Your reason for not stopping for pedestrians who are properly intending to cross because you're afraid of being rear ended is foolish and unlawful. For dummys like you only a big fat ticket will make you behave. You'll get yours soon and then complain how expensive it is and how unfairly the system treated you. The best thing you could do for the rest of us is to get off the road and leave the driving to the "big boys".

 
At 12:34 PM, Blogger Fred said...

Nope. Wrong again, 12:25. Note my caps. Here's what they supposedly said:

"...yield the right-of-way to pedestrians who have ENTERED the crosswalk area,”.

That means they're IN the crosswalk, not on the sidewalk.

 
At 1:43 PM, Anonymous Anonymous said...

Thus. again, we see the importance of reading ALL the words in a sentence and considering their meaning before drawing conclusions.

 
At 2:00 PM, Blogger hucktunes said...

Right you are Fred. I can't count the number of times I've stood on a corner waiting for a chance to cross when a driver with good intentions will stop and try to wave me across, not aware of the danger to him and to me by the traffic barreling down on him from behind. If I were to try to cross I might get hit by a driver that doesn't see me and wondering why this guy is stopped will try to drive around him. I'll nod to the curteous driver and wave him through. I'm always thankful when folks get through an intersection with nobody getting hurt.

 
At 2:35 PM, Anonymous Anonymous said...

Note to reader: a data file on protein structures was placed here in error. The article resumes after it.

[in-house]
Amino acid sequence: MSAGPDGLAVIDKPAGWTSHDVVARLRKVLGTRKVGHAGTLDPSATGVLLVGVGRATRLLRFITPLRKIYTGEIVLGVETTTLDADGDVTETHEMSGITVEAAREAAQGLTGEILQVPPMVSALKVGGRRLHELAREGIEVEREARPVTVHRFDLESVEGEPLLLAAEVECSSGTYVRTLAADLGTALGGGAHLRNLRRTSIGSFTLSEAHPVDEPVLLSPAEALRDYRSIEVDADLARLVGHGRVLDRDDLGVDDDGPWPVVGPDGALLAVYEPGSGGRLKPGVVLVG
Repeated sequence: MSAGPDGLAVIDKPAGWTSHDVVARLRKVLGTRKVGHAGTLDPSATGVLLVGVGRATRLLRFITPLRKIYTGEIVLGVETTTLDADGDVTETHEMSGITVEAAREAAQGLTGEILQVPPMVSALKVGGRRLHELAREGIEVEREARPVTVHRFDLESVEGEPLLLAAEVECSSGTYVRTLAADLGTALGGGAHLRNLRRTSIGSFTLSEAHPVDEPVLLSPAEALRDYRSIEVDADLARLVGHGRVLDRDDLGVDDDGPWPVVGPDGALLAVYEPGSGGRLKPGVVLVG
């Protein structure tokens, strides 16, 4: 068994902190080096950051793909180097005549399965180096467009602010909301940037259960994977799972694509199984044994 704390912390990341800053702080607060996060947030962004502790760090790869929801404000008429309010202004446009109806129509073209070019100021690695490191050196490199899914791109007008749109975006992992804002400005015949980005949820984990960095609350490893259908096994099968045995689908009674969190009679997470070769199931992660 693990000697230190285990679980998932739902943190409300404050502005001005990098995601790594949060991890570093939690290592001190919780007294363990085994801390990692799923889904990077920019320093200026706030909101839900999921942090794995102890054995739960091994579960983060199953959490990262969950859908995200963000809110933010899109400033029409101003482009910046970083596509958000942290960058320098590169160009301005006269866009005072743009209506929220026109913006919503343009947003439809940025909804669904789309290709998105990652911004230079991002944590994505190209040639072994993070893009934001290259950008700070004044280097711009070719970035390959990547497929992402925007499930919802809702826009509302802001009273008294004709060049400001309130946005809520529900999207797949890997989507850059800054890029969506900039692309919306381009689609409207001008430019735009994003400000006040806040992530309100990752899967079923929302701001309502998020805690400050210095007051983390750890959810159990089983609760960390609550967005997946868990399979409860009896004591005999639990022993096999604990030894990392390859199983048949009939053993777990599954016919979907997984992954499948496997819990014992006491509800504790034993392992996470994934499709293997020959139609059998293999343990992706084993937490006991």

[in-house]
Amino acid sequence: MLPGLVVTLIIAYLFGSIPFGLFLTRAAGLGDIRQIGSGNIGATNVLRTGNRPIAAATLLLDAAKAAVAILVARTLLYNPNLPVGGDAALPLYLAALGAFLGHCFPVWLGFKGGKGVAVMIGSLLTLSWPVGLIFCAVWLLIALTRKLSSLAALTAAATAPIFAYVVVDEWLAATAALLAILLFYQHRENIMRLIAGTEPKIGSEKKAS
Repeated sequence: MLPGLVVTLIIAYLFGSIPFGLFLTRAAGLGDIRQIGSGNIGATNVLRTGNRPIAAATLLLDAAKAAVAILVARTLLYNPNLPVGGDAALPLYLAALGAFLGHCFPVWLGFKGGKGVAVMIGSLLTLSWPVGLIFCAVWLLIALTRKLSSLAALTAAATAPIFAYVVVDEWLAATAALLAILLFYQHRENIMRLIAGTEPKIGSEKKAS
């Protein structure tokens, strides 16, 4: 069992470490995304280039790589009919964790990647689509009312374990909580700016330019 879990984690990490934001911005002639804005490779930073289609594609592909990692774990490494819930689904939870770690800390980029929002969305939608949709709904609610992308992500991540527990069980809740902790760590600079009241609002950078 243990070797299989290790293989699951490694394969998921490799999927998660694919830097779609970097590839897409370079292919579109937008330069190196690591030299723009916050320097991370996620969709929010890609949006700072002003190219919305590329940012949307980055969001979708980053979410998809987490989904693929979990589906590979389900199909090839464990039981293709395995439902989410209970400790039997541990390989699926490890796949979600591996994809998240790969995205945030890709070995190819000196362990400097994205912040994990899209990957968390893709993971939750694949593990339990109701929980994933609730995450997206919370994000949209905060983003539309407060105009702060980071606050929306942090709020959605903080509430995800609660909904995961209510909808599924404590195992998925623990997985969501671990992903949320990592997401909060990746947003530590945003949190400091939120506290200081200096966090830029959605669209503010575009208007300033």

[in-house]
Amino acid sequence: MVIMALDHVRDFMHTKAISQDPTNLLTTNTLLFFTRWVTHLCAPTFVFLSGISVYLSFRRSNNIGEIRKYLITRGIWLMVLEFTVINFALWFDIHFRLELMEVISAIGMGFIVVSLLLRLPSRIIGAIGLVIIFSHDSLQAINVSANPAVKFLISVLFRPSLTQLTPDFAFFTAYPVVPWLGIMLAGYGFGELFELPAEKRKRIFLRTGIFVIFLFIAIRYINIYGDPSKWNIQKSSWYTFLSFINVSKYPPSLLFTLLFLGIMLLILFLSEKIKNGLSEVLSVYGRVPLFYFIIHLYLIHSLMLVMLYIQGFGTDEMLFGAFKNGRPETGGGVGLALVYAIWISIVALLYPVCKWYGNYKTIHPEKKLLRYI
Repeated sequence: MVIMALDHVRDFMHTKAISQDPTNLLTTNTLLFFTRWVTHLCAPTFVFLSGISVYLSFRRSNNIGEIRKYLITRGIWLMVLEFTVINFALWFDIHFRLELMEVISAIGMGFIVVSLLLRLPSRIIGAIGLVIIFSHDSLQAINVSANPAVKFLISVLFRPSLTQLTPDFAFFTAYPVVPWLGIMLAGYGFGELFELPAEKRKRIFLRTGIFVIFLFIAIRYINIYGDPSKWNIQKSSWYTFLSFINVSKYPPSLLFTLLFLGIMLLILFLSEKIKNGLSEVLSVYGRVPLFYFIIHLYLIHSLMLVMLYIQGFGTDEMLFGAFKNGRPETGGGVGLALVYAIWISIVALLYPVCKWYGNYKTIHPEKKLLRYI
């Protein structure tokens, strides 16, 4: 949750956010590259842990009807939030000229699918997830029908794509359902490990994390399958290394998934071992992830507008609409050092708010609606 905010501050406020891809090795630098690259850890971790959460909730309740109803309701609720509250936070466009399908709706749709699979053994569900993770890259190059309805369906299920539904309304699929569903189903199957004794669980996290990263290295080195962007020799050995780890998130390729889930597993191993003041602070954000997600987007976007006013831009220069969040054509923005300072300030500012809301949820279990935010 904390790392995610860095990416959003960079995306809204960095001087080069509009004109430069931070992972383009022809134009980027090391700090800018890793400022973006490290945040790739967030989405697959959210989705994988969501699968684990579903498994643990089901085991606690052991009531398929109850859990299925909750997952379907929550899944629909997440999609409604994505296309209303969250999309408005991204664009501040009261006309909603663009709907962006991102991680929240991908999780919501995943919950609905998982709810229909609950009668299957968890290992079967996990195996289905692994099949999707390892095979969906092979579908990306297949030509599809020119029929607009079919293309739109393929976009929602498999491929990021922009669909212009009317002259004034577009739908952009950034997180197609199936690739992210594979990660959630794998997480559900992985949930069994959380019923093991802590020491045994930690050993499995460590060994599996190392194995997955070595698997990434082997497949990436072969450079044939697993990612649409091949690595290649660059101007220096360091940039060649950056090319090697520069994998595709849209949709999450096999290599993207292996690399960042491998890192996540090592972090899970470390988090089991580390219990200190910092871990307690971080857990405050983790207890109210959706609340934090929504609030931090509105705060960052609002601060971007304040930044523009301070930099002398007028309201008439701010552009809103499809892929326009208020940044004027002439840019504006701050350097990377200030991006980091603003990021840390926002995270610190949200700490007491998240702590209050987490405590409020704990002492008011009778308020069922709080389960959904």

Check out below what Fred actually wrote in July 29th comments, and decide he isn't a weasel wording doubletalking hypocrite. Fred's an idiot, denying the meaning of the drivel he writes.

Fred said:

I think I've mentioned here before that I feel stopping for pedestrians is problematic. I usually don't stop for pedestrians, and I don't want cars to stop for me when I'm on foot.

I prefer cars drive on through and I'll wait and find an opening to cross the street. I'd rather do that than have some car stop for me and the car behind him not seeing me or expecting the car in front of him to stop, thus causing an accident.

 
At 2:50 PM, Blogger Fred said...

I don't see that as double talk.

Probably not the clearest way of writing it, but I'm right. I'm talking about trying to cross the street. I don't want someone stopping for me, whether I'm standing on the sidewalk by the crosswalk or anywhere else.

Bob Huck seems to feel the same way.

 
At 3:51 PM, Anonymous Anonymous said...

2:35 is still learning the English language.

 
At 9:34 PM, Anonymous Anonymous said...

Yesterday I stopped behind a car on a Eureka street. Its hazard lights were flashing. In the facing lane of traffic, a school bus was stopped, its hazard lights also flashing.

It's a good thing I stopped. They were waiting for a downed overhead line to be moved safely out of the way.

As we waited with our hazard lights flashing to warn drivers who might come up behind us, a driver drove a car up behind me. He or she promptly passed my car on the right, passed the car ahead of me on its right, and passed the people trying to move the overhead line into place.

That driver didn't have a clue the risk he or she was taking. But this is Eureka, and any who venture out onto our streets must naturally assume great risk attends the endeavor.

 
At 8:07 AM, Blogger Carol said...